for named entities, is to use semi-supervised methods. All these
methods involve bootstrapping which alternates between
finding pairs of arguments and finding the contexts ('patterns') of
these arguments. This is analogous to the co-training (between
spelling features and context features) used in semi-supervised NE
All of these methods are based on named arguments ... anaphoric
arguments are not considered.
Sergei Brin. Extracting
and Relations from the World Wide Web. (Also available in PDF)
Proc. World Wide Web and
Databases International Workshop, pages 172-183. Number 1590 in
LNCS, Springer, March 1998.
Brin describes a procedure DIPRE to acquire author-title pairs from the
Web starting from a small seed (5 pairs). The top level algorithm
The pattern is a 5-tuple: (order, urlprefix, prefix, middle,
suffix). If order is
true, an author-title pair matches a pattern if a page whose URL begins
with urlprefix contains the sequence prefix-author-middle-title-suffix.
- R = seed // initialize
the set of pairs, R
- O = findOccurrences(R, D) // find all occurrences of R in D
- P = genPatterns (O) // generate a set of patterns from these
- R = matches(P, D) // retrieve pairs in D matching P
- if R is large enough, quit, else go to step 2
genPatterns operates by grouping all occurrences with the same order and middle, and then computing the
longest matching urlprefix, prefix, and suffix. To avoid generating
overly general patterns, Brin defines specificity = total length for
urlprefix, prefix, middle, and suffix and requires that specificity of
pattern x number of books matching pattern exceed a threshold.
- rigid pattern
- URL constraint
- minimal constraints on argument strings
- no attempt to gauge recall
Eugene Agichtein and Luis Gravano, Snowball:
Extracting Relations from Large Plain-Text Collections, [slides
] In Proc. 5th ACM
International Conference on Digital Libraries (ACM DL), 2000
- NE requirements on arg strings
- flexible patterns
- run on news articles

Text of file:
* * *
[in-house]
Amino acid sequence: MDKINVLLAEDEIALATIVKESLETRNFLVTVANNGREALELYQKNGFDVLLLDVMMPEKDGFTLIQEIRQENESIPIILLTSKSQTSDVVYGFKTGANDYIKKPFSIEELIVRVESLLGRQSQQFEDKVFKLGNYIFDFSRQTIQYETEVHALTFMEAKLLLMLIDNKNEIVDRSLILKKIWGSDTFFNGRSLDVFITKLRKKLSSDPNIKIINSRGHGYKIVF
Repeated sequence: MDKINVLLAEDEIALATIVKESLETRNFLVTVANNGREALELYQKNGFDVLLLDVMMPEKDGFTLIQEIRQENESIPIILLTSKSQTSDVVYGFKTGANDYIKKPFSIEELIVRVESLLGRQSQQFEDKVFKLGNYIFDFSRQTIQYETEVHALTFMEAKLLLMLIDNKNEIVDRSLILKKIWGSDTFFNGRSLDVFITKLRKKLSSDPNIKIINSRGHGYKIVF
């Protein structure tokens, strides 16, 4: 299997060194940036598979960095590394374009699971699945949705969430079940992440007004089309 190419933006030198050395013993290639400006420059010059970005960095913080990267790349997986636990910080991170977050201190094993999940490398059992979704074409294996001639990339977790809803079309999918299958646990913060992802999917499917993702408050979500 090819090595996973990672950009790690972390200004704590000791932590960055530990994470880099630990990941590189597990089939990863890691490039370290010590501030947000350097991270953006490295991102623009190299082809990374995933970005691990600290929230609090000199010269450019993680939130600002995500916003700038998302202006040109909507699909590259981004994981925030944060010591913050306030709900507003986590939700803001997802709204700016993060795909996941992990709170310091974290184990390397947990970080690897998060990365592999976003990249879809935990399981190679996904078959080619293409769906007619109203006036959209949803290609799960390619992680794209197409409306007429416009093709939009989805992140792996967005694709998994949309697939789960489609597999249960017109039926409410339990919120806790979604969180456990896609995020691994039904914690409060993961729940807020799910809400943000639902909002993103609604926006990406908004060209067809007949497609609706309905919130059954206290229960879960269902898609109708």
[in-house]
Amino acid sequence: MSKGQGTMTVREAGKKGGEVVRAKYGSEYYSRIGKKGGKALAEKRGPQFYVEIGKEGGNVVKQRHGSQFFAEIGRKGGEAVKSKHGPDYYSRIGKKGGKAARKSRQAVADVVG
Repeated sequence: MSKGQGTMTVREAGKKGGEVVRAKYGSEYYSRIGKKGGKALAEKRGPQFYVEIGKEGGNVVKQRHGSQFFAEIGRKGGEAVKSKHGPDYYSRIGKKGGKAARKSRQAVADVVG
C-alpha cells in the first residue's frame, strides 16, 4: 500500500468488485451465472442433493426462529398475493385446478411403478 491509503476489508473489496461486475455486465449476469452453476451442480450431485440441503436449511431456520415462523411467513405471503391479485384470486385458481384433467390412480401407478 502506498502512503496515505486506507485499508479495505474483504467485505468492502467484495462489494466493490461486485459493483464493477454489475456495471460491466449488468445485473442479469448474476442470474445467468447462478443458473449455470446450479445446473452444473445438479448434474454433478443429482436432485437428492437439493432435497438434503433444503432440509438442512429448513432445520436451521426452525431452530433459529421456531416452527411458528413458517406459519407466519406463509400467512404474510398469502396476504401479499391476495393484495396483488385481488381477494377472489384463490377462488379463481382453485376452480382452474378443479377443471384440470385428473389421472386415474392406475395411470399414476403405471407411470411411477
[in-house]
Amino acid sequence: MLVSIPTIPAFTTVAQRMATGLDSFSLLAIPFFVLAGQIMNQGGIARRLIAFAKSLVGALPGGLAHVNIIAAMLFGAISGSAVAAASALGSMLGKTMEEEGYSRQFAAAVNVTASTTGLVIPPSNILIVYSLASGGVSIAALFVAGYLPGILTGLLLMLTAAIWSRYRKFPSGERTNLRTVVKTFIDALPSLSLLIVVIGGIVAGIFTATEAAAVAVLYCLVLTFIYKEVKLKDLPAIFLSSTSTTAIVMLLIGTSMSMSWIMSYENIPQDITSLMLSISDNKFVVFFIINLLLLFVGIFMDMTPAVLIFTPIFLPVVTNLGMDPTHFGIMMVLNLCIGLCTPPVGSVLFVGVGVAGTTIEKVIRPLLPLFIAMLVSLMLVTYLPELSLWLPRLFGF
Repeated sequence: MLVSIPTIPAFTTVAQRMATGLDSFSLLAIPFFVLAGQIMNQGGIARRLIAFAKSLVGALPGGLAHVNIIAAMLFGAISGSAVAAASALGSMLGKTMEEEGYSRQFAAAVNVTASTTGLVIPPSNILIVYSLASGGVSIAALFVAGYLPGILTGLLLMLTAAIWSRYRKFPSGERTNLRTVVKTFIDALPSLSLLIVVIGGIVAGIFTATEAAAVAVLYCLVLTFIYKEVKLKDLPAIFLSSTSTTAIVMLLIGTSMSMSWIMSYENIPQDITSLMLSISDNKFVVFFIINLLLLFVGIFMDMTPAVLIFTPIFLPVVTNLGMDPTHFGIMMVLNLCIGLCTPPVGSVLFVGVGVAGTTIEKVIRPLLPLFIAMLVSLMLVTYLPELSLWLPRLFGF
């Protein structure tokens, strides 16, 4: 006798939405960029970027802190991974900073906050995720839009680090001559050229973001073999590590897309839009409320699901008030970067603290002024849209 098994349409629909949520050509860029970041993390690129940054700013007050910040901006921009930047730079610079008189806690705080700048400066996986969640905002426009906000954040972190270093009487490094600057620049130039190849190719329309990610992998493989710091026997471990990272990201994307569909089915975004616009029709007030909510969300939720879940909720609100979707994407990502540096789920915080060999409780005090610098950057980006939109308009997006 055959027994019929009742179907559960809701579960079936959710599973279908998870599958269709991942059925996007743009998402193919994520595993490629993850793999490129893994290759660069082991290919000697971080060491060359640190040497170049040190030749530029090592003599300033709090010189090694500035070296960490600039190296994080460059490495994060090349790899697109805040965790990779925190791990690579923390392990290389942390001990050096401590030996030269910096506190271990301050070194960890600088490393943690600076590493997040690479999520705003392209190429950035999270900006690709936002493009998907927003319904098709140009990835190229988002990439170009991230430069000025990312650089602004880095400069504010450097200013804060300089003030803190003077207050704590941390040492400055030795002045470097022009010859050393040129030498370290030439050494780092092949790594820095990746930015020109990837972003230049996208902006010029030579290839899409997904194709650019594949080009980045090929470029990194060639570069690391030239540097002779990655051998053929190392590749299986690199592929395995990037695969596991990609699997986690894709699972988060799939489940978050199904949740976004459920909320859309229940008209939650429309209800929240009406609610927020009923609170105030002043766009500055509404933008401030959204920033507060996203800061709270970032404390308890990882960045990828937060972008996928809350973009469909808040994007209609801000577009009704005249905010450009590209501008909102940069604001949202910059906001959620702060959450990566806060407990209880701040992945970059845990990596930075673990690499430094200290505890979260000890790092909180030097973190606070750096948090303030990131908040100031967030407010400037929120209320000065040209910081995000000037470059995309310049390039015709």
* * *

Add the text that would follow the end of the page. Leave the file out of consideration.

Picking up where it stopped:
- assigns confidences to patterns based on functionality of
relation, multiple seeds
- estimates recall
Deepak Ravichandran and Eduard Hovy, Learning Surface
Text Patterns for a Question-Answering System, ACL 2002.
Motivated by work on question answering. Given a <query,
answer> seed pair for a relation, collects from a corpus a set of
sentences containing the pair. Using a suffix tree, collects all
shared substrings amongst the sentences which include both members of
the pair. Converts each such substring into a pattern (replacing
query and answer by variables). Then computes the precision of each pattern = Ca/Co,
where Co is the number of times this pattern matches the corpus with a
given query term and any string for the answer, and Ca is the number of
times this pattern matches the corpus with a given query term and the
- tested on a variety of relations
- some similarity to Agichtein, but does not cite Brin or Agichtein
- not iterative
- rigid pattern
- QA task: one argument given
Razvan Bunescu and Raymond J. Mooney.
to Extract Relations from the Web using Minimal Supervision.
Looking ahead: Unsupervised
Takaaki Hasegawa, Satoshi Sekine, Ralph Grishman
Discovering Relations among Named Entities from Large Corpora.
- unsupervised: gathers all frequent relations between
arguments of specified types (relies on NE tagger)
Looking ahead: event/scenario